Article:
American Women Writers and the Work of History, 1790-1860
Rutgers University Press, 1995 - Literary Collections - 307 pages
Just as she helped launch the rediscovery of literary texts by American women writers, Nina Baym now uncovers the work of history performed by over 150 writers in over 350 texts. Here she explores a world of important writing unknown even to most specialists. The novels, poems, plays, textbooks, and travel narratives written by women between 1790 and the Civil War defy current theories of women's writing that stress a female domain of the private, homebound, and emotional. History is inarguably public in its nature and these women wrote it. In doing so, they challenged the imaginative and intellectual boundaries that divided domestic and public worlds. They claimed on behalf of all women the rights to know and to speak about the world outside the home, as well as to circulate their knowledge and opinions among the public. Their work helped shape the enormous public interest in history characteristic of the antebellum nation, and ultimately to forge our national identity in the history of the world. Nina Baym deftly outlines the master narrative of history implied in women's writings of this period, and discusses in a completely revisioned context the emergence of women's history in public discourse.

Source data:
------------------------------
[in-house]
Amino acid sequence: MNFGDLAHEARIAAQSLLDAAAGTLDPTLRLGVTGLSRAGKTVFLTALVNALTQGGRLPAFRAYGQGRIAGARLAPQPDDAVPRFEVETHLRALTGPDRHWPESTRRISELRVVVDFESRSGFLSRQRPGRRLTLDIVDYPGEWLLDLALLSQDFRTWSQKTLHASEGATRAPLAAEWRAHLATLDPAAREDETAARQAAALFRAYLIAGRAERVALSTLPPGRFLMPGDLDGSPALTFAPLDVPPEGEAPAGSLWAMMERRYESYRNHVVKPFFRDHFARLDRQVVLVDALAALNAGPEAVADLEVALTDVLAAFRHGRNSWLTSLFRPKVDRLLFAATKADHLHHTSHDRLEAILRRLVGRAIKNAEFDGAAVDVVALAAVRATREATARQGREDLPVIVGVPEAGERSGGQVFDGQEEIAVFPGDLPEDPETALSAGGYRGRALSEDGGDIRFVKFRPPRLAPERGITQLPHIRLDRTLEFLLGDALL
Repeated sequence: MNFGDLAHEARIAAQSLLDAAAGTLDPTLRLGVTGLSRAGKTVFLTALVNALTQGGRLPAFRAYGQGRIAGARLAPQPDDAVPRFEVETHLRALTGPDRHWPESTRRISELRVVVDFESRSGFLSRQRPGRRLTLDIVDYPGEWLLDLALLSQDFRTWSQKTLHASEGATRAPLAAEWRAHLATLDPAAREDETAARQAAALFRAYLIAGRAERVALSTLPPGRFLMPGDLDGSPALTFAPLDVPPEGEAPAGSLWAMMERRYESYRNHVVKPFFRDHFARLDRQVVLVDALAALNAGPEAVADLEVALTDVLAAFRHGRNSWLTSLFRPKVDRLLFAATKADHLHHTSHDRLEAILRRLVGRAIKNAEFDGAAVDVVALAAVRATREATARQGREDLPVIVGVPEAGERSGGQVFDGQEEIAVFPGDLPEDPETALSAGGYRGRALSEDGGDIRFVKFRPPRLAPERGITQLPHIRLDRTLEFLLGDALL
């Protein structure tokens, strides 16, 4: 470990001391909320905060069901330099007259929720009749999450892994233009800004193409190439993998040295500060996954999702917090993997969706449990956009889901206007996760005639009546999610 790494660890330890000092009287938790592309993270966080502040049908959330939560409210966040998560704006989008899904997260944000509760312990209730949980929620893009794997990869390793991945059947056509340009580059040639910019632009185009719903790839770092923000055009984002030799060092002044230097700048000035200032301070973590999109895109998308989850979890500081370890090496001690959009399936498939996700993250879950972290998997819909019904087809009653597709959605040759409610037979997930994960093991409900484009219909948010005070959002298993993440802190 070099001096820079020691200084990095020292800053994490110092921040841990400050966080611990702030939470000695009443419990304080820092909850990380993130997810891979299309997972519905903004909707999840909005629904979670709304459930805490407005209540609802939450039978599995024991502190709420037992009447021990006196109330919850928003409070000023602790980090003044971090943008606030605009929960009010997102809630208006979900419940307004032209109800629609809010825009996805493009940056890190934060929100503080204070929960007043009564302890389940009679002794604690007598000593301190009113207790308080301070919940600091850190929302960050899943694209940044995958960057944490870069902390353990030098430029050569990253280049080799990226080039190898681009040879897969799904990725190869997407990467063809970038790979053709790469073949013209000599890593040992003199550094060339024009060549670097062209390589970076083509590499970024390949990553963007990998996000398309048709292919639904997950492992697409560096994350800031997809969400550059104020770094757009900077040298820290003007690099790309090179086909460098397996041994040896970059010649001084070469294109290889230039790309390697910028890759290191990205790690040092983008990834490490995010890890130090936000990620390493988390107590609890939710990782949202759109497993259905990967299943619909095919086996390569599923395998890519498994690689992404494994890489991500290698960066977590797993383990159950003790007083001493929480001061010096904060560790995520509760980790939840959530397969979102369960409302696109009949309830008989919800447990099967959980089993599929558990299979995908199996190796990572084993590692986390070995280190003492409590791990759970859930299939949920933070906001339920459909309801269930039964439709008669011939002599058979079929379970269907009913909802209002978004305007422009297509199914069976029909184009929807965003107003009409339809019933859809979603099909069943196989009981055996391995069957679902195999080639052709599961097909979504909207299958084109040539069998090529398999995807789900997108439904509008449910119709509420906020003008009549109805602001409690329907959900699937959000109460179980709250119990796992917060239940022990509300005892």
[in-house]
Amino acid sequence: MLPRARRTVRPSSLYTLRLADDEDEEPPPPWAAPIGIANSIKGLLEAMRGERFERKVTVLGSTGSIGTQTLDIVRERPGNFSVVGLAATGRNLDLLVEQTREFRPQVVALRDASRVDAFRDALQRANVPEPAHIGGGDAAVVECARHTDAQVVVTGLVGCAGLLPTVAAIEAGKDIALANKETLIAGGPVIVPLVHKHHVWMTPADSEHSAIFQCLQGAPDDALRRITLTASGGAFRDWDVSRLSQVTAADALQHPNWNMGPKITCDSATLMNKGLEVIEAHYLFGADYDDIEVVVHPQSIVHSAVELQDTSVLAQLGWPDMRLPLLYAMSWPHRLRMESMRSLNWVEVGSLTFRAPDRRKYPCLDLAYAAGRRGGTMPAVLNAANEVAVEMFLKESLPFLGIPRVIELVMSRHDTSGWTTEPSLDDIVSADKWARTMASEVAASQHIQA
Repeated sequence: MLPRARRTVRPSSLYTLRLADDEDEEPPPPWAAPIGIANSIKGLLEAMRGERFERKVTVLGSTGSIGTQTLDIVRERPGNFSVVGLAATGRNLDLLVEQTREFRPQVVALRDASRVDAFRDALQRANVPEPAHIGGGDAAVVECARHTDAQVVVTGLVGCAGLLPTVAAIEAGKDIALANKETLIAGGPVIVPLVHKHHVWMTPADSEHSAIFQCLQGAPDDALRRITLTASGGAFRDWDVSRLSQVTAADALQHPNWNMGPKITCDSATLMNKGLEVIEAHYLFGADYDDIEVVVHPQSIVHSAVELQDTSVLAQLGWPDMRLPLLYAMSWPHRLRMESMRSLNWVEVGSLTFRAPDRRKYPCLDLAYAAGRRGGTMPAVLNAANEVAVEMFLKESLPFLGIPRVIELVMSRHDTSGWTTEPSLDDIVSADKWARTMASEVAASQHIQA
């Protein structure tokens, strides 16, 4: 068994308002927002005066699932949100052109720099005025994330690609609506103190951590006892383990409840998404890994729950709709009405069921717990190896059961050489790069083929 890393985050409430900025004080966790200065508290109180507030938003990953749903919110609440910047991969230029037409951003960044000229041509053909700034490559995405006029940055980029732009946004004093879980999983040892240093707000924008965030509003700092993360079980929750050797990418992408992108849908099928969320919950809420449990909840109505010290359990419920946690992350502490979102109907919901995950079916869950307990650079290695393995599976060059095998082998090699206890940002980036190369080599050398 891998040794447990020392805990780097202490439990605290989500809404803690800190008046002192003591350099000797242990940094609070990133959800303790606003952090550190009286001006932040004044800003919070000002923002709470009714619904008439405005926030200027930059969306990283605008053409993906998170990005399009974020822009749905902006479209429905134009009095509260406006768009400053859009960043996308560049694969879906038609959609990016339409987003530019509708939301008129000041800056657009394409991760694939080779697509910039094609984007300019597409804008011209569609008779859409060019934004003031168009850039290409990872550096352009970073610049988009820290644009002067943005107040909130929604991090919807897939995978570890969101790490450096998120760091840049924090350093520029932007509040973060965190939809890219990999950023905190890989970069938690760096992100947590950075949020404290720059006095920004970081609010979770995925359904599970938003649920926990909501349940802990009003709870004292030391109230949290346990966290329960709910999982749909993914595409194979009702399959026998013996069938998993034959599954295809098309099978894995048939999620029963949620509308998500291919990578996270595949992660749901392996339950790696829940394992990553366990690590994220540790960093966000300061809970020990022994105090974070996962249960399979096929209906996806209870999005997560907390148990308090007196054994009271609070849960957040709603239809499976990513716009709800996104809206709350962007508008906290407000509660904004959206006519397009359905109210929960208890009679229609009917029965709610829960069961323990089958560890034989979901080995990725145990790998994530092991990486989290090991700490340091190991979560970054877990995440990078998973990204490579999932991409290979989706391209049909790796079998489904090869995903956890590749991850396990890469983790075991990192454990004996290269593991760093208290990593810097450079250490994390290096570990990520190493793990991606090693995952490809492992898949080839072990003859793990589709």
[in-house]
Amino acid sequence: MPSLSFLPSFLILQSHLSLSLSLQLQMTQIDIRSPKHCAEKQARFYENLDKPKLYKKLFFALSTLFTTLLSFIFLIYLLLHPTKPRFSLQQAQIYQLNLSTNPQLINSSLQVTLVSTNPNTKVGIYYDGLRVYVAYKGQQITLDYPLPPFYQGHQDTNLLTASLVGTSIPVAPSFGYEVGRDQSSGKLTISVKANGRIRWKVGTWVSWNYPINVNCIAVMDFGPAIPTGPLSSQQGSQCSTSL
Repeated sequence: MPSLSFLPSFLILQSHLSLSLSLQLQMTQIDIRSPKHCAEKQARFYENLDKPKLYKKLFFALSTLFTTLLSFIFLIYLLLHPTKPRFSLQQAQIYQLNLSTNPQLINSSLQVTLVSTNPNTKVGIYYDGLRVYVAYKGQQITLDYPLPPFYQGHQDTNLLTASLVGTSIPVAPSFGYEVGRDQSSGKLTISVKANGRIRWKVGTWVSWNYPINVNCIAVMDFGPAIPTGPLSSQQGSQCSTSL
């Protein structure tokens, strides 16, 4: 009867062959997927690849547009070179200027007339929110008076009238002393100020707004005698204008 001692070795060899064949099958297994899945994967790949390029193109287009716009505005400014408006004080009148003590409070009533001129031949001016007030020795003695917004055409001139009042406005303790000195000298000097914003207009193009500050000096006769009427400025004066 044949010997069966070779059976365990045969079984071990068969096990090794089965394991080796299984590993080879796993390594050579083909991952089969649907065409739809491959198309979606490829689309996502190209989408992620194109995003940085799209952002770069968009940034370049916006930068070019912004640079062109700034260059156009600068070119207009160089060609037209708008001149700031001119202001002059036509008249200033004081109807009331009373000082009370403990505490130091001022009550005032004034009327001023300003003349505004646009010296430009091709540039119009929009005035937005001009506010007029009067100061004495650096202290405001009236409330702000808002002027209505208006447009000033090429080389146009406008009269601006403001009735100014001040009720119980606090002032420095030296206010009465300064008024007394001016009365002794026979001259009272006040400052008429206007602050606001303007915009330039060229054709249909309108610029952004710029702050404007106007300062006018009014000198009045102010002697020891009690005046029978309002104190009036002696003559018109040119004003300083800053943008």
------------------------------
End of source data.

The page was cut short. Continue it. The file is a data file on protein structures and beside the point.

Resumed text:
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The upper - class Sarah Wentworth Morton addressed her nonliterary friends on
this issue in the preface to her 1797 epic Beacon Hill : “ I know , my fair friends ,
that with many , who do not write , application to literature in a female is imagined
What was repressed or suppressed elsewhere could come out safely here , all
the more since - as in the historical novels discussed in Chapter 8 — the dramatic
outbursts of female rhetoric were cordoned into earlier historical eras and shown
ideology and compiled by a more conservative woman ( according to late
twentieth - century standards , that is ) , is much more relaxed about female
impropriety throughout the ages , and measures female attainments differently .
Here is ...
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AMERICAN WOMEN WRITERS AND THE WORK OF HISTORY, 1790-1860User Review - Kirkus
By revealing women's use of history in the making of it, Baym rebuts conventional wisdom about women's absence from national life in antebellum America. Baym (English/Univ. of Illinois, Champaign ... Read full review
Women as Students of History II
Maternal Historians Didactic Mothers
History from the Divine Point of View
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